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MSBuild Batching

MSBuild has the ability to divide item lists into different categories, or batches, based on item metadata, and run a target or task one time with each batch.

Task batching allows you to simplify your project files by providing a way to divide item lists into different batches and pass each of those batches into a task separately. This means that a project file only needs to have the task and its attributes declared once, even though it can be run several times.

You specify that you want MSBuild to perform batching with a task by using the %(ItemMetaDataName) notation in one of the task attributes. The following example splits the Example item list into batches based on the Color item metadata value, and passes each of the batches to the MyTask task separately.

NoteNote

If you do not reference the item list elsewhere in the task attributes, or the metadata name may be ambiguous, you can use the %(ItemCollection.ItemMetaDataName) notation to fully qualify the item metadata value to use for batching.

<Project
    xmlns="http://schemas.microsoft.com/developer/msbuild/2003">
    
    <ItemGroup>
        <Example Include="Item1">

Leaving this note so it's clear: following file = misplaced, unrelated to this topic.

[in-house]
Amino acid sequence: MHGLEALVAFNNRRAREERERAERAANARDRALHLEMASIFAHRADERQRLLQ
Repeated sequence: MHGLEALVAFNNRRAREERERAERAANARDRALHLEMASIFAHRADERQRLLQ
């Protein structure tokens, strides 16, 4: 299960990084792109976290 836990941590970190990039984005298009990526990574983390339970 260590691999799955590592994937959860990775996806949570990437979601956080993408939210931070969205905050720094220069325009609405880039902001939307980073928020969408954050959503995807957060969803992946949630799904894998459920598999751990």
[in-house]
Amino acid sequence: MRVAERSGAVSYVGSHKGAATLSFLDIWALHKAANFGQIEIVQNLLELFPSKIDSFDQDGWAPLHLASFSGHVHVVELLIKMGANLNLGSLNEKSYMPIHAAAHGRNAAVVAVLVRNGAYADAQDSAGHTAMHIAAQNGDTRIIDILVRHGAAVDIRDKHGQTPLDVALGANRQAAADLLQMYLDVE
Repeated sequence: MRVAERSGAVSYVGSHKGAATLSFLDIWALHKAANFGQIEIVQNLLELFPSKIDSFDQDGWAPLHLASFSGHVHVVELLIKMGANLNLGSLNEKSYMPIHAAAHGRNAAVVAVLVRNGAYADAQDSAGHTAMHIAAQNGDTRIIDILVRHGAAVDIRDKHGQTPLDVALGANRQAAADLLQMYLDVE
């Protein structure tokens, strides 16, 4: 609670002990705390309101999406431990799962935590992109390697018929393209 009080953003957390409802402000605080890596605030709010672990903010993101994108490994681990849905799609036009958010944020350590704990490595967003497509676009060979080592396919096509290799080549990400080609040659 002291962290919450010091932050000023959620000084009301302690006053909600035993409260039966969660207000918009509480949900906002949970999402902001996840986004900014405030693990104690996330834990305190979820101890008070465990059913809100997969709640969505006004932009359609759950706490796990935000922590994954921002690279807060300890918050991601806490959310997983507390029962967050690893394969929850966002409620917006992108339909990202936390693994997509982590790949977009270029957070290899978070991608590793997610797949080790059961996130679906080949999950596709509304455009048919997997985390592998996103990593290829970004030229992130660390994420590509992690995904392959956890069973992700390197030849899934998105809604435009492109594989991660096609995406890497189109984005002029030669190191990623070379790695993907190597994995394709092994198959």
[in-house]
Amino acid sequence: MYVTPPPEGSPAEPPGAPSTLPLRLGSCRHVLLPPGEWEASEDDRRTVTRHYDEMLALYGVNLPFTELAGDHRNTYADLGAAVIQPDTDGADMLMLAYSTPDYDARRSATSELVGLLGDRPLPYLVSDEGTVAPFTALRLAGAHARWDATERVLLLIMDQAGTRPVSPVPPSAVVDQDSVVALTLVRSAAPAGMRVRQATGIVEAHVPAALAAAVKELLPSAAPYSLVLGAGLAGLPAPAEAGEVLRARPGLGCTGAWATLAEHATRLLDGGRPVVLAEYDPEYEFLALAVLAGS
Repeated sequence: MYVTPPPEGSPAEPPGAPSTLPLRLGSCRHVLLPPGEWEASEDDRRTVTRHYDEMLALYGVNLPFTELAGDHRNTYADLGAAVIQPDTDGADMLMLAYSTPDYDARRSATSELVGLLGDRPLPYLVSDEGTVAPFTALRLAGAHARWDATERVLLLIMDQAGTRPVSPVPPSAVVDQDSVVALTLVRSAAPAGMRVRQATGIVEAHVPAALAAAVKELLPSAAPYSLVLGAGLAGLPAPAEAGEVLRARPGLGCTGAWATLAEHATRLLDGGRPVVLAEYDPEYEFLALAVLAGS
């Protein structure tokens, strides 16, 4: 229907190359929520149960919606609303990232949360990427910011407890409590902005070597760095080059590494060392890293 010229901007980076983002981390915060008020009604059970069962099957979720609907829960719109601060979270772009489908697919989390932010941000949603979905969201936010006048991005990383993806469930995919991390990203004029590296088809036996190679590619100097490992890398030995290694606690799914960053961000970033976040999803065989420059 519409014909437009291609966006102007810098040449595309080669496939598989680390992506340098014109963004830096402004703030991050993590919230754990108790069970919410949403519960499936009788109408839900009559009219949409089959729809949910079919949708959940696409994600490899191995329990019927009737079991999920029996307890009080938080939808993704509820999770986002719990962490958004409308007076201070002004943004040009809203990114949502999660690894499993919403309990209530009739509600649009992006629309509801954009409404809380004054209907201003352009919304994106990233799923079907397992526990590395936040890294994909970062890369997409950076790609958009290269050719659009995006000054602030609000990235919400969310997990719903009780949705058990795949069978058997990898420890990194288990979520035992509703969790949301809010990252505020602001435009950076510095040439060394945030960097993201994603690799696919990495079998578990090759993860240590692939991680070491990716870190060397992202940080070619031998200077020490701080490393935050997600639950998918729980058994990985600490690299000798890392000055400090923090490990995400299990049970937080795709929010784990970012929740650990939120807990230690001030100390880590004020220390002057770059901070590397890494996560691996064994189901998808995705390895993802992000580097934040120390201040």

<Color>Blue</Color>
        </Example>
        <Example Include="Item2">
            <Color>Red</Color>
        </Example>
    </ItemGroup>

    <Target Name="RunMyTask">
        <MyTask
            Sources = "@(Example)"
            Output = "%(Color)\MyFile.txt"/>
    </Target>

</Project>

For more specific batching examples, see Item Metadata in Task Batching.

MSBuild checks if the inputs and outputs of a target are up-to-date before it runs the target. If both inputs and outputs are up-to-date, the target is skipped. If a task inside of a target uses batching, MSBuild needs to determine if the inputs and outputs for each batch of items is up-to-date. Otherwise, the target is executed every time it is hit.

The following example shows a Target element that contains an Outputs attribute with the %(ItemMetaDataName) notation. MSBuild will divide the Example item list into batches based on the Color item metadata, and analyze the timestamps of the output files for each batch. If the outputs from a batch are not up-to-date, the target is run. Otherwise, the target is skipped.

<Project
    xmlns="http://schemas.microsoft.com/developer/msbuild/2003">
    
    <ItemGroup>
        <Example Include="Item1">
            <Color>Blue</Color>
        </Example>
        <Example Include="Item2">
            <Color>Red</Color>
        </Example>
    </ItemGroup>

    <Target Name="RunMyTask"
        Inputs="@(Example)"
        Outputs="%(Color)\MyFile.txt">
        <MyTask
            Sources = "@(Example)"
            Output = "%(Color)\MyFile.txt"/>
    </Target>

</Project>

For another example of target batching, see Item Metadata in Target Batching.

Batching can be controlled by property functions that include metadata. For example,

$([System.IO.Path]::Combine($(RootPath),%(Compile.Identity)))

uses Combine to combine a root folder path with a Compile item path.

Property functions may not appear within metadata values. For example,

%(Compile.FullPath.Substring(0,3))

is not allowed.

For more information about property functions, see Property Functions.

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